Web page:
Morgan the Writer

Recently our two granddaughters spent the afternoon with their grandmother for what is known in our family as “Gramma Day.” It’s a casual weekly get together time after school with “just the girls,” as the girls themselves like to remind me. Their afternoon with my wife, Betty Ann, almost always concludes with a meal that the girls enjoy at our house before Grampa, that’s me, takes them home in time to get ready for school the next day.

Morgan the Writer

Morgan, as a seven year-old first grader, loves to read and just lately has discovered the art and satisfaction of writing stories. This particular day she was walking around the house with her little spiral notebook and had it sitting near her plate as we all ate supper. As I was about to leave the table and begin clearing plates, Morgan said, “Grampy, can you sit with me? I want to write another story.”

Just how much my granddaughter has ever paid attention to the fact that I too love words and stories, I cannot say for sure. But all that mattered Morgan's storywhen Morgan asked me to sit with her is that my answer needed to be yes and it needed to be right then. And there we sat, at the dining room table, notebook out, pencil in hand and one little thinker with the eraser on her cheek and staring at the ceiling waiting for the words to come.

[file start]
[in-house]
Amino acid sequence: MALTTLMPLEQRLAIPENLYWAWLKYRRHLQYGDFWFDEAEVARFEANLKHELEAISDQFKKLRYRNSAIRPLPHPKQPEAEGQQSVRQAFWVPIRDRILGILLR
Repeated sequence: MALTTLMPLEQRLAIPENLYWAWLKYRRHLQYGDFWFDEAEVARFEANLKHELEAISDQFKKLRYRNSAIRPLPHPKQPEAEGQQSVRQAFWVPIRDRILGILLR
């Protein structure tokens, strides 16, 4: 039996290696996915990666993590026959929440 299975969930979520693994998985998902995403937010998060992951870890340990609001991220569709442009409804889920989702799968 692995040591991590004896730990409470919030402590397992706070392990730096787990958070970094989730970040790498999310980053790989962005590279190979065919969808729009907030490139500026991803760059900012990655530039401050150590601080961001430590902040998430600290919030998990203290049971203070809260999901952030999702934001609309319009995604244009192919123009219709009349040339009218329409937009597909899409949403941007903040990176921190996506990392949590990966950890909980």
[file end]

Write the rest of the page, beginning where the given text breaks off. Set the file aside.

One word to another

I knew this stance, this feeling, instantly. And as one word and then another came I watched her facial features change as her eyes lit up and her pencil found the paper. There is a kind of certainty, of absoluteness, in watching young writers press their words upon a page with so much force that dents in the page that follows. And for Morgan on this day the story was about her life and world, of family and home and their dog named Bella.

Drawing of Morgan's dog BellaAnd what was my role and what did I have to offer? Mainly presence, encouragement and most importantly to stay out of the way as the writer shaped her words and the story took its shape. Every few moments Morgan had the word and not the spelling. I watched her pause, sometimes caring to correct and sometimes not. Been there, done that,” I said only to myself. Knowing that nuggets of inspiration travel at the speed of light and as quickly disappear, I watched, silently, as Morgan harnessed all that came from a place that any writer knows and from feel, to think, Morgan got it down on paper.